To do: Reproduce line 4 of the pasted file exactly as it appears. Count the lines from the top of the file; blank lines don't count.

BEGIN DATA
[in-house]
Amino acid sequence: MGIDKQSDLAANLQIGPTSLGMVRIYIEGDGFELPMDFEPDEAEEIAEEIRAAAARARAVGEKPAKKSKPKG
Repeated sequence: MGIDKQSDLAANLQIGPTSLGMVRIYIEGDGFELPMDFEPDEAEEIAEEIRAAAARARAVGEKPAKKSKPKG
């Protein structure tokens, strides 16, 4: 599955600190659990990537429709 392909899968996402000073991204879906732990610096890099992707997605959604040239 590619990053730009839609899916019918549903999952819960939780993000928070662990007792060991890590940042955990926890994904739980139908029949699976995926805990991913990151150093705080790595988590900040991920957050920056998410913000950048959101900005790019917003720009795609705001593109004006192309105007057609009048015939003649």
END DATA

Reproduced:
């Protein structure tokens, strides 16, 4: 599955600190659990990537429709 392909899968996402000073991204879906732990610096890099992707997605959604040239 590619990053730009839609899916019918549903999952819960939780993000928070662990007792060991890590940042955990926890994904739980139908029949699976995926805990991913990151150093705080790595988590900040991920957050920056998410913000950048959101900005790019917003720009795609705001593109004006192309105007057609009048015939003649």